Riley: 'Making gig posters is one of the easiest ways of getting your work exposed to people.'
When John Soat and Mike Williams began their own screen-printing business in 2008, during their junior year at the UW-Madison, they didn't have a clue what they were doing. Guided by little more than Internet tutorials and an idea, the two cleaned out a room in Williams' basement, built a light table from a rotten picnic table, and set about trying to make their first poster. After a whole summer, they managed only to produce just one print.Last year, after graduating from the UW, the two teamed up with their friend Matt Riley, a fellow art student, and formed a small print shop out of a house the three of them rented together. They called themselves
In an age where things are becoming increasingly more digitalized, large prints are slowly being outdated. Social networking has made it easier for bands to advertise upcoming shows. However, gig posters have a unique appeal among indie music lovers in particular.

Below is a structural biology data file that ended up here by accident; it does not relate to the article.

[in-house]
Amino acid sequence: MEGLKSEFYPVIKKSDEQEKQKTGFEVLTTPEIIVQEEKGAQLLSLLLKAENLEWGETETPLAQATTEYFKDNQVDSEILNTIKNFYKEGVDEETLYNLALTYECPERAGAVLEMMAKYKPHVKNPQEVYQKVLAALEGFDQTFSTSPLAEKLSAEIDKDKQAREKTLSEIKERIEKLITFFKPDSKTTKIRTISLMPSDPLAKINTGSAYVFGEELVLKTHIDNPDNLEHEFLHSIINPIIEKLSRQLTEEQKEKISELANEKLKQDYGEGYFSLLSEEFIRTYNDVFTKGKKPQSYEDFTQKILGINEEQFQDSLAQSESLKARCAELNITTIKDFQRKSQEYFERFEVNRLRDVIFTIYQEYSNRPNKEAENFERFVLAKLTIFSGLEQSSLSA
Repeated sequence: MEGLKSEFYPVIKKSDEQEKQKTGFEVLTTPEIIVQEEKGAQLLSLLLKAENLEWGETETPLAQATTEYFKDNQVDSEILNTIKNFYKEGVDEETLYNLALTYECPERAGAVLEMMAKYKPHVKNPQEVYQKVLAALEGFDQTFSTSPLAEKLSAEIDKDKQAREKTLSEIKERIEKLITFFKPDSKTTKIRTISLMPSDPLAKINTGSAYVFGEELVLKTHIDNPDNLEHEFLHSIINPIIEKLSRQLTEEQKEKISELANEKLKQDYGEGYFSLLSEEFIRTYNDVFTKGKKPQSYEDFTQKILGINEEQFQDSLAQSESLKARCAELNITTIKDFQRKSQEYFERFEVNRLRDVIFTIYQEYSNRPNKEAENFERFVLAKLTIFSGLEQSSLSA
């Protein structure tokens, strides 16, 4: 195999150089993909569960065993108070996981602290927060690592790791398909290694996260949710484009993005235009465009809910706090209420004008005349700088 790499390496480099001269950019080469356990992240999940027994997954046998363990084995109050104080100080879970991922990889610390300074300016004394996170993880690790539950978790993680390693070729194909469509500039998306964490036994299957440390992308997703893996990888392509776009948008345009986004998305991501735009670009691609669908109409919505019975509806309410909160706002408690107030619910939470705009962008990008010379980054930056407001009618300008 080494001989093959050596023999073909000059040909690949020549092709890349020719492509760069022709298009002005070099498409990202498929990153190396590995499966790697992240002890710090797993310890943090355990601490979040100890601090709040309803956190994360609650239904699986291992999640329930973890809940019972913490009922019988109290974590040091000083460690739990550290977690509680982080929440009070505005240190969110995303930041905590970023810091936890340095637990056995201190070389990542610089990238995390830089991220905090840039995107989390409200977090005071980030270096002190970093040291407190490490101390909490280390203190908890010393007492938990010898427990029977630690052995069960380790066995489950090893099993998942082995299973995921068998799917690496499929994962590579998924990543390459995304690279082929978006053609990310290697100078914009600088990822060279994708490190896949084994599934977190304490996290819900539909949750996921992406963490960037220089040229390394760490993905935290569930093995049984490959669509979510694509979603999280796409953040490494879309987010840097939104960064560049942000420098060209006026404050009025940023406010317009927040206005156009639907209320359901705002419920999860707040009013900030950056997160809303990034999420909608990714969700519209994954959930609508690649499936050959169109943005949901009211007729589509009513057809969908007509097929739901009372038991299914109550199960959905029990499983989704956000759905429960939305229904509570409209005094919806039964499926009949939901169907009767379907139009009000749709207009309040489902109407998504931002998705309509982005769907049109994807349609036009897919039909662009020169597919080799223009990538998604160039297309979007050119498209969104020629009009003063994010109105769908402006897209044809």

"I think one of the reasons that our posters work is because of the type of music that we are advertising for," says Soat. "These are the type of people into posters. They're the same people buying vinyl still because its something you can hold onto. So to be able to have something like a poster, and to remember it, means a lot to people."Though Animal Canon has only been in business for a year, it has managed to create posters for a number of large national acts, such as Titus Andronicus, Steve Aoki, Built to Spill and the Heartless Bastards. Offering deeply imagined and uniquely eclectic art, the three young artists have managed to make a name for themselves in relatively short period of time.
Last Friday, the shop featured its work in a one-day exhibition at the Project Lodge Gallery, along with live music. The event featured about 25 prints and drew several dozen people.
Animal Canon gets a set price from bands for making posters and sells extra prints online. Still, making money in the business has proven difficult. More often than not, they only manage to break even.
But success is relative, and Soat, Williams and Riley have found that the exposure and experience they are getting is its own reward.
"We did this because we wanted to live in an environment where we were creating the entire time," Soat explains. "Where we were able to be motivated. For me, it is a kind of grad school."
Williams agrees. "This whole thing was just a way to get started without having to get a job or know the right person," he says. "It's kind of a back door way to getting recognized."